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Where Y’Eat: Greek Food, New Orleans Fun at a Community Festival

The goat burger at Greek Festival New Orleans
Greek Festival New Orleans
The goat burger at Greek Festival New Orleans

When it comes to festival food, there are events where the names of the restaurants taking part run close in local recognition with the headliners on stage. Hey it’s New Orleans.

But Greek Festival is different. The food here doesn’t come from vendors, but from a community. It's an expression of tradition and shared heritage that plays out through lamb roasting on spits, an emporium of handmade desserts and even some twists on tradition to the tune of pomegranate daiquiris and ouzo Jell-O shots. Again, it’s New Orleans.

Greek Festival is held over Memorial Day weekend along Bayou St. John on the grounds of the Holy Trinity Greek Orthodox Cathedral. Volunteers from the church and the larger local Greek community run the festival and prepare all the food.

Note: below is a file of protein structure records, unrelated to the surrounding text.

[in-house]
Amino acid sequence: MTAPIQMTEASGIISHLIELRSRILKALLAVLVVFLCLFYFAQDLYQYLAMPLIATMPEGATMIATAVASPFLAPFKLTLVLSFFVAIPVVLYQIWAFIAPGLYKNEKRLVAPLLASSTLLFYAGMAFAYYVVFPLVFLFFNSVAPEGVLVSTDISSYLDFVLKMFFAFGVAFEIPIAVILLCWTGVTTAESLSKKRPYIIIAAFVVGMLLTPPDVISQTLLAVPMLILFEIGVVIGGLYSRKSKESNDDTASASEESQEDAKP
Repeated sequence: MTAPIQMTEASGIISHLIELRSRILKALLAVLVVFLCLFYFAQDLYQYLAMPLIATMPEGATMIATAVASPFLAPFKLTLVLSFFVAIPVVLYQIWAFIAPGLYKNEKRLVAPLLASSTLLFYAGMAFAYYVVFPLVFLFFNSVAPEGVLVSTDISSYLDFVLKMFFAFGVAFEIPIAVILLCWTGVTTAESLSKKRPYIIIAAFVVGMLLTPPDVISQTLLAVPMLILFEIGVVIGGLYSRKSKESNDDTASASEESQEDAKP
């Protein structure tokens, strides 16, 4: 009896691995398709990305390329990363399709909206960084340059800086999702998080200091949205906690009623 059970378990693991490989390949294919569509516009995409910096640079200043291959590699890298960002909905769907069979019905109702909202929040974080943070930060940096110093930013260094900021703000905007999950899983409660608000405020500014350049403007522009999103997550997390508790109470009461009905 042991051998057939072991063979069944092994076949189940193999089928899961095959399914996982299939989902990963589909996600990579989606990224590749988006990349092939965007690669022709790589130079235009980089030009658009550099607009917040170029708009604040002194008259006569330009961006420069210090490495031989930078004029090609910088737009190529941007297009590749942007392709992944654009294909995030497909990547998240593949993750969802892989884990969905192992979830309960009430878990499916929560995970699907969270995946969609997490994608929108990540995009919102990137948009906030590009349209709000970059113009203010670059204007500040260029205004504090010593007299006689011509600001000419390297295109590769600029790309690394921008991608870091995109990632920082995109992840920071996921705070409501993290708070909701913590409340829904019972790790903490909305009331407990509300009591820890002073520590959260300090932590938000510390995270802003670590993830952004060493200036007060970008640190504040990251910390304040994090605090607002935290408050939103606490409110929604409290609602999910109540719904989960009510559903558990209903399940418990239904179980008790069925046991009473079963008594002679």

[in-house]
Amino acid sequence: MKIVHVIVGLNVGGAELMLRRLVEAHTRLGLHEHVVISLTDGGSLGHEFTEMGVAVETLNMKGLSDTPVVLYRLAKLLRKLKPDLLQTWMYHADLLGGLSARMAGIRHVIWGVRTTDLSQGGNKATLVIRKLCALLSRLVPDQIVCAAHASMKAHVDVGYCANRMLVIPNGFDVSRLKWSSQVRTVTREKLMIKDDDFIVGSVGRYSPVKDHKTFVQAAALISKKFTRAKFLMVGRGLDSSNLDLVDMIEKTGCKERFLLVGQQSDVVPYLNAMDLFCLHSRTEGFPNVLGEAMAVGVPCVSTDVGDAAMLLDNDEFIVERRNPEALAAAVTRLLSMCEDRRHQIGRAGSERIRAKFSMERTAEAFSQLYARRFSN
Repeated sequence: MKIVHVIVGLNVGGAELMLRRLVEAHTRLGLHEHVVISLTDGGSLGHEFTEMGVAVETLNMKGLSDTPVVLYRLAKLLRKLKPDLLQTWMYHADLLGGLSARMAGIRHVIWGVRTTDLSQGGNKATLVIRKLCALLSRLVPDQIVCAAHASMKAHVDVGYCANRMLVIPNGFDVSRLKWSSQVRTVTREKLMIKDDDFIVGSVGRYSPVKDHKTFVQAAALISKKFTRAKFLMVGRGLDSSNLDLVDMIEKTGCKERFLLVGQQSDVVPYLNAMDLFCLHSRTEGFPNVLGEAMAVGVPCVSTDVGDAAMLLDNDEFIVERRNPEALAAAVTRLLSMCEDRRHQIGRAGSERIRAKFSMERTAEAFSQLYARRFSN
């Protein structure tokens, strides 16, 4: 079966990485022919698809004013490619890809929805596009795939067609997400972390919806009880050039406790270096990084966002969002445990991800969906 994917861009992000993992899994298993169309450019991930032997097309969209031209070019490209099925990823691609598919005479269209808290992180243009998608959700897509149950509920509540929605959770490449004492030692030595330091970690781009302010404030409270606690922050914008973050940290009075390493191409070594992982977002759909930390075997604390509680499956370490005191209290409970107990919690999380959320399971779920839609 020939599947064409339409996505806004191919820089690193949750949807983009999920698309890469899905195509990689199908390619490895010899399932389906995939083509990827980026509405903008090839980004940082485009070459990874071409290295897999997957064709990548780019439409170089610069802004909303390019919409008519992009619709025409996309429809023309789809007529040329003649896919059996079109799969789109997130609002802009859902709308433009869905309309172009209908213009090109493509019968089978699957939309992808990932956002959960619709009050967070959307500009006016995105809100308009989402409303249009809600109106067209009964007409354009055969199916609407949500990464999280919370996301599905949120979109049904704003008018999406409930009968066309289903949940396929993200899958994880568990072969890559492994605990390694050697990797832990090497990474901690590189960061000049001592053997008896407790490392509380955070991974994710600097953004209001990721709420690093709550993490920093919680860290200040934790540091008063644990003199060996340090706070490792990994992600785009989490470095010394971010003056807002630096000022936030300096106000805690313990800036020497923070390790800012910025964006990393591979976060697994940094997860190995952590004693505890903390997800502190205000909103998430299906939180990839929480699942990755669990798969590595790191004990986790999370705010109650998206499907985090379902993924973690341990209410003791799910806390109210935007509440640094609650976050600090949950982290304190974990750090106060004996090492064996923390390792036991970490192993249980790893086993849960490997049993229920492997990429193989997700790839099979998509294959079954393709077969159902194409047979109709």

With many of the key people in this food effort now in their 80s, passing on these tradition is an increasingly important dynamic for Greek Fest.

Roasted spring lambs are a centerpiece of the festival. Many of the volunteers on the lamb crew hail from small villages around Greece, where roasting a lamb in just this way is a major obsession, something akin to the way people in Louisiana pursue the crawfish boil.

Slow-cooked on the bone, marinated with olive oil, lemon, garlic and oregano, the meat comes off the spit juicy and bursting with flavor and it’s sold by the pound to eat at the event or bring home.

Food is always close at hand around the grounds. One returning Greek Fest favorite is the goat burger, back after a pandemic hiatus, and people always beeline for the baklava sundae, combining Greek tradition with ice cream fountain Americana.

The festival also transforms the church center all into a Greek food mart of sorts, with imported goods and a sprawling pastry operation, all made by the local families. You see people snacking on site and taking pastry boxes home to share, or maybe to horde.

Raise an ouzo cocktail or ouzo Jell-O shot, say “opa" to anyone you meet around the grounds, and perhaps Bayou St. John will feel just a little closer to the Aegean this weekend.

Ian covers food culture and dining in New Orleans through his weekly commentary series Where Y’Eat.